Book Review: Raceball: How The Major Leagues Colonized The Black And Latin Game
Raceball: How The Major Leagues Colonized The Black And Latin Game
by Rob Ruck
Publication Date: Mar 01, 2011
List Price: $25.95 (store prices may vary)
Page Count: 288
Imprint: Beacon Press
Publisher: Beacon Press
Parent Company: Unitarian Universalist Association
Read Beacon Press’s description of Raceball: How The Major Leagues Colonized The Black And Latin Game.
Book Reviewed by Robert Fleming
As a life-long baseball fan, I�m always on the look-out for meaningful books
on the sport with its past that so closely mirrors the social and political
chronicle of America. I found it.
Rob Ruck, a professor at the University of Pittsburgh and the author of The Tropic of Baseball: Baseball in the Dominican Republic, provides the bitter truth of professional baseball in his new book, along with its racist history and the commercial greed generated by the demise of the glorious Negro Leagues and the recent Hispanic players coming in the Big Show.
Very few books have ever explored the Caribbean heritage of our national pastime like Ruck's book. With great detail and excellent anecdotes, he traces the time line back to the late 1880s, discussing the birth of the sport in Cuba, Dominican Republic, and other Latin countries. When Ruck talks about the link between the superstars of the Negro baseball leagues and their Caribbean peers in the 1940s, he mentions the fans below the border warmly welcoming players such as Josh Gibson and Satchel Paige.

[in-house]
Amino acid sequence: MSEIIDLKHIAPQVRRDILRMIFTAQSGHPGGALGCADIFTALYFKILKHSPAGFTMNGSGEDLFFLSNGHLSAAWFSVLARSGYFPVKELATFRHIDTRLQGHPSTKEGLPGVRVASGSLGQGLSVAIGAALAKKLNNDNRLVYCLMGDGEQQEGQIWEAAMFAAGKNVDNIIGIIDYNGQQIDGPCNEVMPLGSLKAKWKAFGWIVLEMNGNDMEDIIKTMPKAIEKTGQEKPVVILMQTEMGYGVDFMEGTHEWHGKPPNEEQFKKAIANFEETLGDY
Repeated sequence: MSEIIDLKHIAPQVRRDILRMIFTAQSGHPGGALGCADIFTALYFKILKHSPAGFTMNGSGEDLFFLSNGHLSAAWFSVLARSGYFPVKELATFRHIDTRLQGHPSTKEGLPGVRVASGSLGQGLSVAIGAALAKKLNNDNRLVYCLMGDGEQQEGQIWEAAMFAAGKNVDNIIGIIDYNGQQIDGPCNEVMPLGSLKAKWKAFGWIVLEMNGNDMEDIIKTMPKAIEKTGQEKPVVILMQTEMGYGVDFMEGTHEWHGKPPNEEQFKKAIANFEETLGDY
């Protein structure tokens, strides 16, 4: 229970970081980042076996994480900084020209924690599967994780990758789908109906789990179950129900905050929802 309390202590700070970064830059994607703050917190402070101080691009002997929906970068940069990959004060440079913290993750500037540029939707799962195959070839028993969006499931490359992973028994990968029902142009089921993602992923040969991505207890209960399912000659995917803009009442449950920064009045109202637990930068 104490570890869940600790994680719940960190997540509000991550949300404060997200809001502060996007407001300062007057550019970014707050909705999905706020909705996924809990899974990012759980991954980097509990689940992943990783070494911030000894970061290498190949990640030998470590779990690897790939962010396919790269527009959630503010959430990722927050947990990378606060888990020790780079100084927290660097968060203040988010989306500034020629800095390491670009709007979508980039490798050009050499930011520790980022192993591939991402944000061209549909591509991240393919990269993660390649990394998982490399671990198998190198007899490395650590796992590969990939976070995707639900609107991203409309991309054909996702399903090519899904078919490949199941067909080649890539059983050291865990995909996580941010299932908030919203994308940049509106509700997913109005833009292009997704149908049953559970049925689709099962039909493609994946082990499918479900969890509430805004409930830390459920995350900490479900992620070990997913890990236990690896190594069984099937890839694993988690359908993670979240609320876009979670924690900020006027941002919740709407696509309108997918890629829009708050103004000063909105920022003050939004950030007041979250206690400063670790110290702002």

The harsh Jim Crow laws made life hell for Negro or Latin player playing in white America because of second-rate accommodations, inferior equipment, shoddy ball fields and outright harassment and insults. Most of these athletes steered clear of trying to break the color barrier until World War II finished and the money men saw "the colored players" could be a commercial boon to the established leagues. Enter the pioneer Jackie Robinson and his stellar achievement through hate and back.
However, Ruck notes that progress always has its drawbacks: "While baseball's integration meant that African American and Latino athletes could finally join the team, and helped the United States embrace the movement to desegregate its core institutions, it came with little consideration for its impact on those whose needs should have been foremost. As a result, baseball's integration was predatory as well as salutary. It cost black America a piece of its soul plus a crucial part of its social cohesion and economic sustenance."
In his closing chapters, Ruck writes of the rise of baseball academies in Latin countries, the decline of big league black baseball players in recent years, and the occasional surge of white racism in the sport in current times. The success of his observations lies in that there are facts and figures behind every one of them. That makes his book exceptional. Raceball, an expose of sorts on major league baseball, gets down to some serious business without posturing or grandstanding.